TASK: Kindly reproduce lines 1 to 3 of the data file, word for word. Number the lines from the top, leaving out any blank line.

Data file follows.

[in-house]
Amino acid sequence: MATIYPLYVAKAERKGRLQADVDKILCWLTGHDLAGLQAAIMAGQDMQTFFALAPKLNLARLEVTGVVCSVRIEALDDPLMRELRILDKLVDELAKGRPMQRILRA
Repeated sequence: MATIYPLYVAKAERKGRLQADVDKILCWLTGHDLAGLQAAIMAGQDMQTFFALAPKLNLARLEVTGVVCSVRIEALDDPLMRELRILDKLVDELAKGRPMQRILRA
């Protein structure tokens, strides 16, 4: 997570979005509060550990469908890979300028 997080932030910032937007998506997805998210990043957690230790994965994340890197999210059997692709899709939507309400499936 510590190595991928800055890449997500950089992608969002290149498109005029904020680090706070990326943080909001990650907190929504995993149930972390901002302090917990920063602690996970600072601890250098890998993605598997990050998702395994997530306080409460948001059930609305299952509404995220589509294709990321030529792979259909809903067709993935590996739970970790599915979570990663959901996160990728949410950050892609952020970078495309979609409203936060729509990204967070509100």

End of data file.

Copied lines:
[in-house]
Amino acid sequence: MATIYPLYVAKAERKGRLQADVDKILCWLTGHDLAGLQAAIMAGQDMQTFFALAPKLNLARLEVTGVVCSVRIEALDDPLMRELRILDKLVDELAKGRPMQRILRA
Repeated sequence: MATIYPLYVAKAERKGRLQADVDKILCWLTGHDLAGLQAAIMAGQDMQTFFALAPKLNLARLEVTGVVCSVRIEALDDPLMRELRILDKLVDELAKGRPMQRILRA